Item description for A Greek Grammar by William W. Goodwin...
This is a reproduction of a book published before 1923. This book may have occasional imperfections such as missing or blurred pages, poor pictures, errant marks, etc. that were either part of the original artifact, or were introduced by the scanning process. We believe this work is culturally important, and despite the imperfections, have elected to bring it back into print as part of our continuing commitment to the preservation of printed works worldwide. We appreciate your understanding of the imperfections in the preservation process, and hope you enjoy this valuable book.
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Studio: Wipf & Stock Publishers
Est. Packaging Dimensions: Length: 7.98" Width: 5.58" Height: 1.05" Weight: 1.2 lbs.
Release Date Aug 1, 2003
Publisher Wipf & Stock Publishers
ISBN 1592443141 ISBN13 9781592443147
Reviews - What do customers think about A Greek Grammar?
Older is good Sep 2, 2007
I purchased an 1889 edition from a second hand bookseller and found it an excellent resource. Because it quickly started to disintegrate I purchased a new copy for everyday (amateur)use. I found Goodwin's prose very readable. I use this in preference to Smyth and Messing because Goodwin is less exhaustive, more compact, and easier (for me) to follow. Smyth and Messing appears to be an excellent reference for the professional, but has so much information I find it bewildering in comparison to Goodwin (I'm not a professional Greekist). The recent Oxford University Press Greek Grammar by James Morwood is also well worth the low price, but so concise (a great virtue) it leaves me hungry for more (a successful book). I found myself turning to Goodwin after having my curiosity peeked by Morwood, and turning to Smyth and Messing when puzzled (rarely) by Goodwin. I find it interesting that many of the same sentence examples appear in all three volumes. A fault of Goodwin is that he does not give the source of each example, unlike Morwood and Smyth-and-Messing who do. Ranked from most accessible for self-study to most complete they seem to go Morwood, then Goodwin, then Smyth and Messing. But this is an amateur's opinion. Each one is very useful in a different way. Overall I found Goodwin's older work both charming and helpful.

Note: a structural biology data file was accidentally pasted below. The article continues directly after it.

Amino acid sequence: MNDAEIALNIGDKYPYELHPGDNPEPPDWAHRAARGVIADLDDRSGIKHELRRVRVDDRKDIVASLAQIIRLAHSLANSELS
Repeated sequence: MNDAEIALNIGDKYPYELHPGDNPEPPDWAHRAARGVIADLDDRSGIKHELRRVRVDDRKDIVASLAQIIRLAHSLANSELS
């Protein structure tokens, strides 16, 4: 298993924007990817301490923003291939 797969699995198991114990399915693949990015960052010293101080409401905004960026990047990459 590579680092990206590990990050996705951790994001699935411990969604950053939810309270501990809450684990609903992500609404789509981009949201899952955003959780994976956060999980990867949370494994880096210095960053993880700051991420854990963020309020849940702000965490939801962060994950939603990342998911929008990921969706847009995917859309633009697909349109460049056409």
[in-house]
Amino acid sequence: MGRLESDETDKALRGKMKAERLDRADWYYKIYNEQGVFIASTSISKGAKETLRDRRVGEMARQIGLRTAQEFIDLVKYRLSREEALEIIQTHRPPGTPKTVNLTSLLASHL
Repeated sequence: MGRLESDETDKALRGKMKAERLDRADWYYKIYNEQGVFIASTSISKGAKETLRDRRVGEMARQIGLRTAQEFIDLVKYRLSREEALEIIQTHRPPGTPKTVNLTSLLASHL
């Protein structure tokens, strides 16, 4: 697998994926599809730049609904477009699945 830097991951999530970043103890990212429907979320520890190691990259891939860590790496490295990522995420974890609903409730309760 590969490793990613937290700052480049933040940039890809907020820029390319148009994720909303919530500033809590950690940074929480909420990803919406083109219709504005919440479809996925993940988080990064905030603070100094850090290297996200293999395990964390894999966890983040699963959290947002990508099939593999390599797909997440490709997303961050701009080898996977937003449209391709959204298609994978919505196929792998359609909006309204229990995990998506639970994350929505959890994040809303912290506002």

Why reprint this version over the Goodwin and Gulick? Apr 5, 2007
This is a new reprint of Goodwin's original version. My question is why did they not reprint the 'Goodwin and Gulick' edition Greek Grammar? I now own both books. A quick over view suggest the the 'Goodwin and Gulick' edition may be better than this original. I have not compared these books in great detail, but I would at this point recommend buying a good used copy of the 'Goodwin and Gulick' edition first. It is cheaper, it is more up to date (albeit still circa 1930, it is hardcover in a nice binding, and it has a type set and lay-out which is a bit more user friendly. Also, if you decide to buy the reprint of the 'Goodwin' grammar, buy the Macmillian press hardcover edition. I own a 1963 hardcover, it has a great binding and is much better than the the new soft cover I bought for my friend; the contents are exactly the same. I may be missing something about the Gulick edition; if so, someone please weigh in.